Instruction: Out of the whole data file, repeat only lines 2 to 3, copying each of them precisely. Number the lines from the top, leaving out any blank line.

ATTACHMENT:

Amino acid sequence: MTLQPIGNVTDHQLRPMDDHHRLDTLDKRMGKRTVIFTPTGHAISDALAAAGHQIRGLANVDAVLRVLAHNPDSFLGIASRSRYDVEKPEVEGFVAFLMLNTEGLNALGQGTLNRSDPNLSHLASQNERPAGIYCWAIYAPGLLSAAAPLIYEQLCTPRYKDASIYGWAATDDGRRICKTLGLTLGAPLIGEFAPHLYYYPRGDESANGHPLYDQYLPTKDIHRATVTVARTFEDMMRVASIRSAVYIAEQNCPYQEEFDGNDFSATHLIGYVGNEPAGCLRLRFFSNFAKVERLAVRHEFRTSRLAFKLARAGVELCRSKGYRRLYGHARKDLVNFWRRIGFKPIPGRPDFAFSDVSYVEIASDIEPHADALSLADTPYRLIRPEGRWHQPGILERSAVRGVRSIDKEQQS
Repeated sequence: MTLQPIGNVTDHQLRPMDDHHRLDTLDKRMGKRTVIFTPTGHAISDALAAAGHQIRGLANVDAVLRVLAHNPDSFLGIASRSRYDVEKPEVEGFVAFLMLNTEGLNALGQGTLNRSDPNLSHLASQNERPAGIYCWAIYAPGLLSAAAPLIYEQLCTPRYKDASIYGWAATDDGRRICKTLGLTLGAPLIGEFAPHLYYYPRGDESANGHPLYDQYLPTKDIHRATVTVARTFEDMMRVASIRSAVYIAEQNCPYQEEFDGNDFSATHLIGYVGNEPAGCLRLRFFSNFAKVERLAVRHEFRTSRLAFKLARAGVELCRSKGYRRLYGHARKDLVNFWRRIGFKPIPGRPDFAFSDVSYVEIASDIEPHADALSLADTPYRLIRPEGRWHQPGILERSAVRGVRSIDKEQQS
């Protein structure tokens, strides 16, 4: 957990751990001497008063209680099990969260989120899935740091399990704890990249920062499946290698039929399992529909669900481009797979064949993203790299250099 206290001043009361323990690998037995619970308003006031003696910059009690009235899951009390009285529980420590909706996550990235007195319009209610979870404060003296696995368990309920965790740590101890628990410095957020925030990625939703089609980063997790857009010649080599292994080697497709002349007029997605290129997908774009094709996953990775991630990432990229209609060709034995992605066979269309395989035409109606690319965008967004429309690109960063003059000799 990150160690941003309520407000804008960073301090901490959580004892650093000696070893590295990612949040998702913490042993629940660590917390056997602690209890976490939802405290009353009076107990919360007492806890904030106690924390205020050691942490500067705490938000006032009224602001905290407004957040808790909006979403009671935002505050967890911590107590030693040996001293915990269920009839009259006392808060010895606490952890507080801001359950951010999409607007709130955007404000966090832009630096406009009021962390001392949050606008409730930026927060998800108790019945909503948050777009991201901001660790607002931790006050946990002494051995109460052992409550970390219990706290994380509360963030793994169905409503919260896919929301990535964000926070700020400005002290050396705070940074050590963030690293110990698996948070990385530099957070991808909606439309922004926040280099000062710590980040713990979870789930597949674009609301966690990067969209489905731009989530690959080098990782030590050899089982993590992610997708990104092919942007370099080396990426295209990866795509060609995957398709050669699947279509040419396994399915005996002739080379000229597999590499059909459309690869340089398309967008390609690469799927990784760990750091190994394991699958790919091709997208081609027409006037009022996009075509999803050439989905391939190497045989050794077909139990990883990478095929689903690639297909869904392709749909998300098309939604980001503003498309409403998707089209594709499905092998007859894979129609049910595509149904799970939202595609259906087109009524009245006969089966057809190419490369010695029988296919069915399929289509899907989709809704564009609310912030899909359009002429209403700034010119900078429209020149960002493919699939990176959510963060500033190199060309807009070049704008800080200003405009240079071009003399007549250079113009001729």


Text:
Repeated sequence: MTLQPIGNVTDHQLRPMDDHHRLDTLDKRMGKRTVIFTPTGHAISDALAAAGHQIRGLANVDAVLRVLAHNPDSFLGIASRSRYDVEKPEVEGFVAFLMLNTEGLNALGQGTLNRSDPNLSHLASQNERPAGIYCWAIYAPGLLSAAAPLIYEQLCTPRYKDASIYGWAATDDGRRICKTLGLTLGAPLIGEFAPHLYYYPRGDESANGHPLYDQYLPTKDIHRATVTVARTFEDMMRVASIRSAVYIAEQNCPYQEEFDGNDFSATHLIGYVGNEPAGCLRLRFFSNFAKVERLAVRHEFRTSRLAFKLARAGVELCRSKGYRRLYGHARKDLVNFWRRIGFKPIPGRPDFAFSDVSYVEIASDIEPHADALSLADTPYRLIRPEGRWHQPGILERSAVRGVRSIDKEQQS
């Protein structure tokens, strides 16, 4: 957990751990001497008063209680099990969260989120899935740091399990704890990249920062499946290698039929399992529909669900481009797979064949993203790299250099 206290001043009361323990690998037995619970308003006031003696910059009690009235899951009390009285529980420590909706996550990235007195319009209610979870404060003296696995368990309920965790740590101890628990410095957020925030990625939703089609980063997790857009010649080599292994080697497709002349007029997605290129997908774009094709996953990775991630990432990229209609060709034995992605066979269309395989035409109606690319965008967004429309690109960063003059000799 990150160690941003309520407000804008960073301090901490959580004892650093000696070893590295990612949040998702913490042993629940660590917390056997602690209890976490939802405290009353009076107990919360007492806890904030106690924390205020050691942490500067705490938000006032009224602001905290407004957040808790909006979403009671935002505050967890911590107590030693040996001293915990269920009839009259006392808060010895606490952890507080801001359950951010999409607007709130955007404000966090832009630096406009009021962390001392949050606008409730930026927060998800108790019945909503948050777009991201901001660790607002931790006050946990002494051995109460052992409550970390219990706290994380509360963030793994169905409503919260896919929301990535964000926070700020400005002290050396705070940074050590963030690293110990698996948070990385530099957070991808909606439309922004926040280099000062710590980040713990979870789930597949674009609301966690990067969209489905731009989530690959080098990782030590050899089982993590992610997708990104092919942007370099080396990426295209990866795509060609995957398709050669699947279509040419396994399915005996002739080379000229597999590499059909459309690869340089398309967008390609690469799927990784760990750091190994394991699958790919091709997208081609027409006037009022996009075509999803050439989905391939190497045989050794077909139990990883990478095929689903690639297909869904392709749909998300098309939604980001503003498309409403998707089209594709499905092998007859894979129609049910595509149904799970939202595609259906087109009524009245006969089966057809190419490369010695029988296919069915399929289509899907989709809704564009609310912030899909359009002429209403700034010119900078429209020149960002493919699939990176959510963060500033190199060309807009070049704008800080200003405009240079071009003399007549250079113009001729």